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English Premier League: Clubs post record revenue, but also a pre-tax loss

By Jonathan Copping, Sports Lawyer, Bolt Burdon Law Firm, London, United Kingdom In a recently published report by Deloitte’s, the English Premier League clubs’ combined revenues increased to £3.6 billion for the 2015/16 season; an increase of 9% on the 2014/15 season. However, wage costs increased by 12% on the 2014/15 season, with clubs spending a total of £2.3 billion. The fact that wages are increasing at a quicker rate than revenues should be a slight cause for concern for the clubs and appears to be the main reason why they posted a combined pre-tax loss of £110 million for the 2015/16 season. The importance of both the Manchester clubs in the League was highlighted by the fact that 50% of the increase in revenues was attributed to Manchester United and Manchester City. Manchester United returned to the Champions’ League, having not qualified for the 2014/15 season. Manchester City reached the semi-finals of the Champions’ League and earned £76 million in the process, more than Real Madrid, who won the competition. The success of English teams in the Champions’ League is a considerable factor in determining the financial results of the English Premier League clubs. The Champions’ League distributes participation/prize money to the clubs, in addition to “market pool” payments. Market pool payments are distributed according to the proportional value of each television market. Because the television market in England is much more lucrative than the television market in other European countries, the English clubs receive a larger share of the market pool. The performance of the clubs in the Champions’ League also impacts on the level of market pool payments. One potential contributing factor towards the operating loss is the television rights deal that was struck for £5.136 billion for the three seasons from 2016. Due to the fact that clubs wanted to make sure that they were in the Premier League for the 2016/17 season, to take advantage of the increased television monies, clubs were more willing to pay high transfer fees and wages. It is likely that, once the new television rights monies are distributed to the clubs for the 2016/17 season, the Englsh Premier League clubs will return to profitability; however, that profitability may not be as high as it possibly could be, due to English clubs not performing particularly well in European competitions this season. Only Leicester City reached the quarter finals of the Champions’ League, whilst Manchester United is the sole remaining English representative remaining in the less lucrative Europa League. Thus, another combined loss may be expected for the current 2016/17 season!   Jonathan Copping can be contacted by e-mail at ‘This email address is being protected from spambots. You need JavaScript enabled to view it.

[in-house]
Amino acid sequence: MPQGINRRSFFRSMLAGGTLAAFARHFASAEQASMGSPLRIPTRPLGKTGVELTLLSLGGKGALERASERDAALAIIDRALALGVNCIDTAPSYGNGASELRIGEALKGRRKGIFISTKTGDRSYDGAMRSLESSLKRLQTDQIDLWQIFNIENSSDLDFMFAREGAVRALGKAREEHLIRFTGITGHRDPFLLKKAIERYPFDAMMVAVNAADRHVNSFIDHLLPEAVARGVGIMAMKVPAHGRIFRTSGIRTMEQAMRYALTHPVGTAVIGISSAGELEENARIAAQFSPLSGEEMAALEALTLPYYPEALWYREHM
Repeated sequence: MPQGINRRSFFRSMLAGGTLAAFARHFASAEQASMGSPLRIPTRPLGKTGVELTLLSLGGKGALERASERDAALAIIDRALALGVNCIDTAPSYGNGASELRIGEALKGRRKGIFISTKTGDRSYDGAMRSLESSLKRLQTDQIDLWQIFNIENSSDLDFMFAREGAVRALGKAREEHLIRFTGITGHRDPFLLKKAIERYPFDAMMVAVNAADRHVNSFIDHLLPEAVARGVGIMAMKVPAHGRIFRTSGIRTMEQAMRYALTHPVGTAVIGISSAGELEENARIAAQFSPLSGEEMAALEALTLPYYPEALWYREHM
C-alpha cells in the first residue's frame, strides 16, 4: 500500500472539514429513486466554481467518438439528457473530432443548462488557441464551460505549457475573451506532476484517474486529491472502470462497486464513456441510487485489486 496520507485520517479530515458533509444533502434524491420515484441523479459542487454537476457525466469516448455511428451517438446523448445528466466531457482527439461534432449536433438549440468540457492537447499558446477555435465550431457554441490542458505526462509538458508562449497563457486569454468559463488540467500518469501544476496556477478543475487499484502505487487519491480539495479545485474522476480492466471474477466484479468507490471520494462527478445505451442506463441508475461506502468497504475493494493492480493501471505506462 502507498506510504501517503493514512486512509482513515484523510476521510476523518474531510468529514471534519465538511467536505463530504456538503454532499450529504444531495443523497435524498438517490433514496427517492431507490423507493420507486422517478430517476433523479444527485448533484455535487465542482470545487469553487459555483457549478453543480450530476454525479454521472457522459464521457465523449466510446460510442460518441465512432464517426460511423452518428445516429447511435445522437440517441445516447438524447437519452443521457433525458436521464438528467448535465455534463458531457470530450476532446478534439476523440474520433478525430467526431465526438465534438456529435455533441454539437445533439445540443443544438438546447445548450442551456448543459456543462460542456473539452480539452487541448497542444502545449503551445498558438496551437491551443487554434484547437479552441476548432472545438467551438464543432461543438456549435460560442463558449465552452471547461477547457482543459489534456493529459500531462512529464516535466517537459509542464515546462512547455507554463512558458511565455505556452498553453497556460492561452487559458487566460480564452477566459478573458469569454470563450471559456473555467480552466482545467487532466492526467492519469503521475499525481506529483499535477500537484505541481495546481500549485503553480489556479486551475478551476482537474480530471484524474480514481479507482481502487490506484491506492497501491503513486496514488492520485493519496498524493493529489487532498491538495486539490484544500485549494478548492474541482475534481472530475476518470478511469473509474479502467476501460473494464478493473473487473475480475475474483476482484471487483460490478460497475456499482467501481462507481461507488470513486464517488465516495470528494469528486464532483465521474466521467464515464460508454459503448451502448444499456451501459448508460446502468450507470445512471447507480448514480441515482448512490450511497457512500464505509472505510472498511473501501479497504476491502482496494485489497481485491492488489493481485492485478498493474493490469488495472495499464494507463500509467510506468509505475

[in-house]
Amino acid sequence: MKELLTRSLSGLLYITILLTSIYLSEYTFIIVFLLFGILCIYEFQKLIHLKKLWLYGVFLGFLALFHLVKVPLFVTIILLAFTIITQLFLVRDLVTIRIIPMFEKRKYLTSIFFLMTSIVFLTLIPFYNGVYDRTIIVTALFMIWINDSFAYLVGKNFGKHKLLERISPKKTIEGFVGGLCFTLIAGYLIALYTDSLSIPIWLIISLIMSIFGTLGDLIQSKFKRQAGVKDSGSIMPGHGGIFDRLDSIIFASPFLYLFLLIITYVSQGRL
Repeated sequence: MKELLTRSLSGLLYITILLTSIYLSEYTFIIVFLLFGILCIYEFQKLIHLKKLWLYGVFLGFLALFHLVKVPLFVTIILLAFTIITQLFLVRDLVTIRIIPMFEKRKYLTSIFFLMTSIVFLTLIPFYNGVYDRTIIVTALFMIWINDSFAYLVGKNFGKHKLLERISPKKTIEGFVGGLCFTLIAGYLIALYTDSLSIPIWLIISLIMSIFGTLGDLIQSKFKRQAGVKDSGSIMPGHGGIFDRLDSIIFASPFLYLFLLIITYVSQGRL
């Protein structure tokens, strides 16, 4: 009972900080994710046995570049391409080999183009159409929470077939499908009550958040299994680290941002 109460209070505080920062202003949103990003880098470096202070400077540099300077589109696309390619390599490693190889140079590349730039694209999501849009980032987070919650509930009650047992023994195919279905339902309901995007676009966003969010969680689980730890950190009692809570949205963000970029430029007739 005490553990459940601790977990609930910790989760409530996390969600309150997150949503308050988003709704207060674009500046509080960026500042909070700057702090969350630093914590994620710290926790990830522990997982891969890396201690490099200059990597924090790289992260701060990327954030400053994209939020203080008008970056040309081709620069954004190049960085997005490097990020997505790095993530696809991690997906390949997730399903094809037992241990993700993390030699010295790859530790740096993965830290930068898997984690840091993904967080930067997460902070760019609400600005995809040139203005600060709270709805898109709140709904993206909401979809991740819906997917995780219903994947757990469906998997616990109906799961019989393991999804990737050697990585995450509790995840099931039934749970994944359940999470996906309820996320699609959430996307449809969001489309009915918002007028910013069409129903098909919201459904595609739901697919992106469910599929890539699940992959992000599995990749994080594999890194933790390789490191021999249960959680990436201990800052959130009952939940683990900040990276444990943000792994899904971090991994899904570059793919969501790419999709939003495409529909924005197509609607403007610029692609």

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The editors of  the Journal Sports Law & Taxation are Professor Ian Blackshaw and Dr Rijkele Betten, with specialist contributions from the world's leading practitioners and academics in the sports law and taxation fields.

The Editors

Managing editor
Dr. Rijkele Betten

Consulting editor
Prof. Dr. Ian S. Blackshaw

Editorial board

Prof. Guglielmo Maisto
Maisto e Associati, Milano

Dr. Dick Molenaar
All Arts Tax Advisors, Rotterdam


Mr. Kevin Offer
Hardwick & Morris LLP, London

Mr. Mario Tenore
Maisto e Associati, Milano


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